Bezwada Wilson said that instead of revealing data on the manual scavenging deaths, the government was trying to bypass the question
NEW DELHI: Bezwada Wilson, who heads the Safai Karamchari Andolan, an NGO working to eliminate manual scavenging, told TOI on Friday that the central government’s statement in Parliament that no manual scavenging deaths had been recorded in the country in the past five years is inhuman like the practice itself.
“It is a very inhuman statement by the minister in Parliament. Just like manual scavenging is an inhuman practice,” Wilson said. He added that Safai Karamchari Andolan had alone documented 472 manual scavenging deaths in the past five years, with 26 deaths while cleaning sewers and septic tanks just in 2021.
On Thursday, replying to a question asked about the number of people engaged in manual scavenging who had died in the last five years, the Union minister of state for social justice and empowerment Ramdas Athawale had declared in the Rajya Sabha, “No such deaths have been reported due to manual scavenging.”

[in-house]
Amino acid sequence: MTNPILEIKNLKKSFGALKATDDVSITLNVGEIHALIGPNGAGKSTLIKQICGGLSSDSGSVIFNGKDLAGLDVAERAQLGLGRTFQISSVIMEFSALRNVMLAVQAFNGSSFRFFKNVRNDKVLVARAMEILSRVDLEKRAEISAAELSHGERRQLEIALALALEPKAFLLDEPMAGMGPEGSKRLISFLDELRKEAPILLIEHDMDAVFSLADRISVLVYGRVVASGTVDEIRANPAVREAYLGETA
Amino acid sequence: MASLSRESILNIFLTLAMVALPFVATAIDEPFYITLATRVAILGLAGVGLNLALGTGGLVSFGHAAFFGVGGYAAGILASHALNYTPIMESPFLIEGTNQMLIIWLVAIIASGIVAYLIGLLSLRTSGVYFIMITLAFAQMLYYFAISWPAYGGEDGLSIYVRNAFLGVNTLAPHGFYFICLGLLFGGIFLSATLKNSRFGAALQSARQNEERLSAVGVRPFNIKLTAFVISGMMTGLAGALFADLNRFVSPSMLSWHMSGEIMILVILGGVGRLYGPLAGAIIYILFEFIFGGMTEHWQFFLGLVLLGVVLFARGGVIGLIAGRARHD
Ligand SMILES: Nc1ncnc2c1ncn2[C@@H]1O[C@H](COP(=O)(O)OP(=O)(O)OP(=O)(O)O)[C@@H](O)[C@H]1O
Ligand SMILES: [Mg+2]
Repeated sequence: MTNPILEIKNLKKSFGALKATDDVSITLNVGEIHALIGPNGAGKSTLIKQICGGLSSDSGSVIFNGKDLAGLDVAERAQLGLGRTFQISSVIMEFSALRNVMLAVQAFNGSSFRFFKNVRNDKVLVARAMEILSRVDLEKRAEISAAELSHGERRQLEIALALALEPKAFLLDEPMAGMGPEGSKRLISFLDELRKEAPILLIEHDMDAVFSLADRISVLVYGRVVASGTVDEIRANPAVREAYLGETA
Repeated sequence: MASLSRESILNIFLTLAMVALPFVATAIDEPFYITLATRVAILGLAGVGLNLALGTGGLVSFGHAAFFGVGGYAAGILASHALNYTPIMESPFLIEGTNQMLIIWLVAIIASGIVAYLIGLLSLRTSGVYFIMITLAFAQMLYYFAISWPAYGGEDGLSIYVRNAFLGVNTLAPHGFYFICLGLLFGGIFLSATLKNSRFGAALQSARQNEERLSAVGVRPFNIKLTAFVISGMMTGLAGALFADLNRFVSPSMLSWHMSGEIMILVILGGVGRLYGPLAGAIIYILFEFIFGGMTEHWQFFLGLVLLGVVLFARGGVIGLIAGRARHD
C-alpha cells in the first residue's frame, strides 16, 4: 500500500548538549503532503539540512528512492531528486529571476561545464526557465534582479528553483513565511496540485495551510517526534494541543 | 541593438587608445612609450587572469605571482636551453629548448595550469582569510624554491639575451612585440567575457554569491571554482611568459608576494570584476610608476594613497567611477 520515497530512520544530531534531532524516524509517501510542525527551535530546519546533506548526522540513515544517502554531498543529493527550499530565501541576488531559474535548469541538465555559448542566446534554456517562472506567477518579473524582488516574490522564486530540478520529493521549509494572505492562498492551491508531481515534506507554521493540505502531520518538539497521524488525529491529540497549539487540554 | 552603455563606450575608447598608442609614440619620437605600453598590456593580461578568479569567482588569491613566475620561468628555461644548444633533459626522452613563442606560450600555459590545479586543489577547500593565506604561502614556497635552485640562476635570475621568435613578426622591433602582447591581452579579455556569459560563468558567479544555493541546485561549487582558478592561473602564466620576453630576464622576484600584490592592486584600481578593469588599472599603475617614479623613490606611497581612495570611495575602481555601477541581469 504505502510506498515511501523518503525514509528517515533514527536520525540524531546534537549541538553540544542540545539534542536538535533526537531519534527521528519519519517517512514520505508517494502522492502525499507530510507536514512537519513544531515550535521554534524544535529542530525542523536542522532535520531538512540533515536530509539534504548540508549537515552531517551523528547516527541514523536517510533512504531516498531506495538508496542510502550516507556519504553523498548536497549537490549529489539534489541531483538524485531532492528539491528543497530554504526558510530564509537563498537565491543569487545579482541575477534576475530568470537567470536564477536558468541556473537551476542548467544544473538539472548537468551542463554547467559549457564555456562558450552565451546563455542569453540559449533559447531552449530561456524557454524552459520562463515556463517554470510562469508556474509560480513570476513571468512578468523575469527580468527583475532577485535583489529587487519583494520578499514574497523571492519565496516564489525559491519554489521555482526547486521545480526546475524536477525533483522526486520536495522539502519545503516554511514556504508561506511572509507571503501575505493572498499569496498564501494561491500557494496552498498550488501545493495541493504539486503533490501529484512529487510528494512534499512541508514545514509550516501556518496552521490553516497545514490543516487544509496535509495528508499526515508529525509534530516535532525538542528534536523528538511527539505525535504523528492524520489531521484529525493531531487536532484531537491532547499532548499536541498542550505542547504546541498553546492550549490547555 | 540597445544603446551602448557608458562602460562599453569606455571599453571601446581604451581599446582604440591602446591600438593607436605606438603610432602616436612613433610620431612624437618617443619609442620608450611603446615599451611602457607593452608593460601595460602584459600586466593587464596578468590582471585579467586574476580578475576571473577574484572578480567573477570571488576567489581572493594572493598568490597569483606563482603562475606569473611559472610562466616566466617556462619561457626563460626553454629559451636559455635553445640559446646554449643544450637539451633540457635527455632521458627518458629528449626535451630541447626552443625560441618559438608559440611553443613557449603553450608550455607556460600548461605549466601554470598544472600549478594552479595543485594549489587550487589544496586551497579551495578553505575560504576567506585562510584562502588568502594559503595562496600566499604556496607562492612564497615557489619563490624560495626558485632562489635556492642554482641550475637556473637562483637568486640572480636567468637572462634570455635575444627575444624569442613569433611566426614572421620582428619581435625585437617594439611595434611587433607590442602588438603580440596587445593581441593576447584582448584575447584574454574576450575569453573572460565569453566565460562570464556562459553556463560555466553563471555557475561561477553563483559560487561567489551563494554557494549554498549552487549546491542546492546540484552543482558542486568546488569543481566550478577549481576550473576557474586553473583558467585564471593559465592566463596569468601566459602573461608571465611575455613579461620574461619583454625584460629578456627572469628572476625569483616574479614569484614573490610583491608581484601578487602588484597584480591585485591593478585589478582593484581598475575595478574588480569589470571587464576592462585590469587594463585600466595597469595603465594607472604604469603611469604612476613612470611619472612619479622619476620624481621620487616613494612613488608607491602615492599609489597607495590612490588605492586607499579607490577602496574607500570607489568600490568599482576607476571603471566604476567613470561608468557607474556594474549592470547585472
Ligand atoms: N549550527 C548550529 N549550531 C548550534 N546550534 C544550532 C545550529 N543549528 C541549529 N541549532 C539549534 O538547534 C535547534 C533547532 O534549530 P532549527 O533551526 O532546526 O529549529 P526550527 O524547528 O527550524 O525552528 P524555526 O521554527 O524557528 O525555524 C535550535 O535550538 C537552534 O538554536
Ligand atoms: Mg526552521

Wilson said that instead of putting out the real data on manual scavenging, the central government is not even acknowledging the problem. In a reply to a similar question in Lok Sabha in February last year, while maintaining there had been no reports regarding deaths due to manual scavenging, the social justice ministry had maintained, “The National Commission for Safai Karamcharis has received reports regarding the death of persons while cleaning sewers and septic tanks.” The differentiation indicated that deaths due to surface scavenging might be rare.
Wilson said that people dying while cleaning sewers and septic tanks couldn’t be categorised differently from manual scavenging deaths. “The ministry seems to think manual scavenging only involves dry latrines. No one may die in dry latrines, but sewage and septic tank cleaners are also manual scavengers. Instead of revealing data on the manual scavenging deaths, the government is trying to bypass the question,” Wilson tsaid
Wilson added that during the previous Parliament session, the ministry had revealed that as many as 340 people had died while cleaning sewers and septic tanks up to December 31, 2020. “We have documented the individual details of each person among the 472 who died of manual scavenging in the last five years. Let us first acknowledge that the problem of inhuman manual scavenging still exists,” said Wilson.
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